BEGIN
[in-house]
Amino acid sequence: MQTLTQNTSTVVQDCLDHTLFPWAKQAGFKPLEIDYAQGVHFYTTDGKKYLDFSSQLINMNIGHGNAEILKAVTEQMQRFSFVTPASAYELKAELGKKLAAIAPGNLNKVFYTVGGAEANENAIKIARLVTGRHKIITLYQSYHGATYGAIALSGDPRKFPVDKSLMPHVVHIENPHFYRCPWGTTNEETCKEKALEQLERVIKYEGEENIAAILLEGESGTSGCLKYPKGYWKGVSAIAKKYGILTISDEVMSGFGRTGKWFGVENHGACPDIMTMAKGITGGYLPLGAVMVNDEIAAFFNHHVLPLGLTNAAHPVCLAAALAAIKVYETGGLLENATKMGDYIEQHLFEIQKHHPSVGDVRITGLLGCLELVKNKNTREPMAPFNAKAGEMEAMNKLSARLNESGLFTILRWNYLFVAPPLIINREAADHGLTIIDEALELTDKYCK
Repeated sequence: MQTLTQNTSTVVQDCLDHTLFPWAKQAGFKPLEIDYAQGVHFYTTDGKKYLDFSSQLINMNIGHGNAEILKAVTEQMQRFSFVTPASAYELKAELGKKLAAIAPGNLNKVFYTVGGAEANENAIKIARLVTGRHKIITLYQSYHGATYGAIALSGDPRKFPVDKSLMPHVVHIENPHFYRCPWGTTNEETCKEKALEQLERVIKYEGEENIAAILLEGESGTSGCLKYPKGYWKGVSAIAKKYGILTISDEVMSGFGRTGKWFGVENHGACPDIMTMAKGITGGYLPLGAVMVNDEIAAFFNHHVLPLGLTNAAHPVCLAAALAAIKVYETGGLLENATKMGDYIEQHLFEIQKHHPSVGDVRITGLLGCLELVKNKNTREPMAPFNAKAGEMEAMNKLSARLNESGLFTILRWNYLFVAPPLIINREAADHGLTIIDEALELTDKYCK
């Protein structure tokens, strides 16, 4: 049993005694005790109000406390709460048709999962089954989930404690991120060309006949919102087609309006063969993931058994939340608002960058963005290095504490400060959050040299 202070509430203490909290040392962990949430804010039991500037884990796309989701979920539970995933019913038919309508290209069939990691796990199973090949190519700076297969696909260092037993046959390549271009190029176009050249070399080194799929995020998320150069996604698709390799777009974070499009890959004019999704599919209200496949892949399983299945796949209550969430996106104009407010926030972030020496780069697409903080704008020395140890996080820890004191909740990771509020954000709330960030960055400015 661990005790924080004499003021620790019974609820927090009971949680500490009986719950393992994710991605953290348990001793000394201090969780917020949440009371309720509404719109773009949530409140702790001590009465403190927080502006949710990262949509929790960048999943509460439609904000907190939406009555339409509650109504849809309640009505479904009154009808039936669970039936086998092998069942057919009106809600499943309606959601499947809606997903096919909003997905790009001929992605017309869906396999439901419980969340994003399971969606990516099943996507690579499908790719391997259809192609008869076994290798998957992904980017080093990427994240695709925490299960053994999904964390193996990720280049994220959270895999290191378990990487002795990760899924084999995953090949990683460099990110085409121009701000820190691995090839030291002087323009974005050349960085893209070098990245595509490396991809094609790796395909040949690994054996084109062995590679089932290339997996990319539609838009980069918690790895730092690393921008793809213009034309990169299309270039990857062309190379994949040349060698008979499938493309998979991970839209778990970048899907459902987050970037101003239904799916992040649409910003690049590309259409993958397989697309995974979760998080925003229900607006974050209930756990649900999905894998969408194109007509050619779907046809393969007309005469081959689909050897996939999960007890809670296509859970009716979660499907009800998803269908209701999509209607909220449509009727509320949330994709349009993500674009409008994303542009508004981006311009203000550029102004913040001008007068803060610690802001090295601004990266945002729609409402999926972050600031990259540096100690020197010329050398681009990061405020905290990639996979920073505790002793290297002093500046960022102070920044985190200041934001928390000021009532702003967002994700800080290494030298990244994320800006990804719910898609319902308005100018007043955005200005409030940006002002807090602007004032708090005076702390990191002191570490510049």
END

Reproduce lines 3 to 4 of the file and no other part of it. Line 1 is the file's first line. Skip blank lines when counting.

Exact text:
Repeated sequence: MQTLTQNTSTVVQDCLDHTLFPWAKQAGFKPLEIDYAQGVHFYTTDGKKYLDFSSQLINMNIGHGNAEILKAVTEQMQRFSFVTPASAYELKAELGKKLAAIAPGNLNKVFYTVGGAEANENAIKIARLVTGRHKIITLYQSYHGATYGAIALSGDPRKFPVDKSLMPHVVHIENPHFYRCPWGTTNEETCKEKALEQLERVIKYEGEENIAAILLEGESGTSGCLKYPKGYWKGVSAIAKKYGILTISDEVMSGFGRTGKWFGVENHGACPDIMTMAKGITGGYLPLGAVMVNDEIAAFFNHHVLPLGLTNAAHPVCLAAALAAIKVYETGGLLENATKMGDYIEQHLFEIQKHHPSVGDVRITGLLGCLELVKNKNTREPMAPFNAKAGEMEAMNKLSARLNESGLFTILRWNYLFVAPPLIINREAADHGLTIIDEALELTDKYCK
């Protein structure tokens, strides 16, 4: 049993005694005790109000406390709460048709999962089954989930404690991120060309006949919102087609309006063969993931058994939340608002960058963005290095504490400060959050040299 202070509430203490909290040392962990949430804010039991500037884990796309989701979920539970995933019913038919309508290209069939990691796990199973090949190519700076297969696909260092037993046959390549271009190029176009050249070399080194799929995020998320150069996604698709390799777009974070499009890959004019999704599919209200496949892949399983299945796949209550969430996106104009407010926030972030020496780069697409903080704008020395140890996080820890004191909740990771509020954000709330960030960055400015 661990005790924080004499003021620790019974609820927090009971949680500490009986719950393992994710991605953290348990001793000394201090969780917020949440009371309720509404719109773009949530409140702790001590009465403190927080502006949710990262949509929790960048999943509460439609904000907190939406009555339409509650109504849809309640009505479904009154009808039936669970039936086998092998069942057919009106809600499943309606959601499947809606997903096919909003997905790009001929992605017309869906396999439901419980969340994003399971969606990516099943996507690579499908790719391997259809192609008869076994290798998957992904980017080093990427994240695709925490299960053994999904964390193996990720280049994220959270895999290191378990990487002795990760899924084999995953090949990683460099990110085409121009701000820190691995090839030291002087323009974005050349960085893209070098990245595509490396991809094609790796395909040949690994054996084109062995590679089932290339997996990319539609838009980069918690790895730092690393921008793809213009034309990169299309270039990857062309190379994949040349060698008979499938493309998979991970839209778990970048899907459902987050970037101003239904799916992040649409910003690049590309259409993958397989697309995974979760998080925003229900607006974050209930756990649900999905894998969408194109007509050619779907046809393969007309005469081959689909050897996939999960007890809670296509859970009716979660499907009800998803269908209701999509209607909220449509009727509320949330994709349009993500674009409008994303542009508004981006311009203000550029102004913040001008007068803060610690802001090295601004990266945002729609409402999926972050600031990259540096100690020197010329050398681009990061405020905290990639996979920073505790002793290297002093500046960022102070920044985190200041934001928390000021009532702003967002994700800080290494030298990244994320800006990804719910898609319902308005100018007043955005200005409030940006002002807090602007004032708090005076702390990191002191570490510049």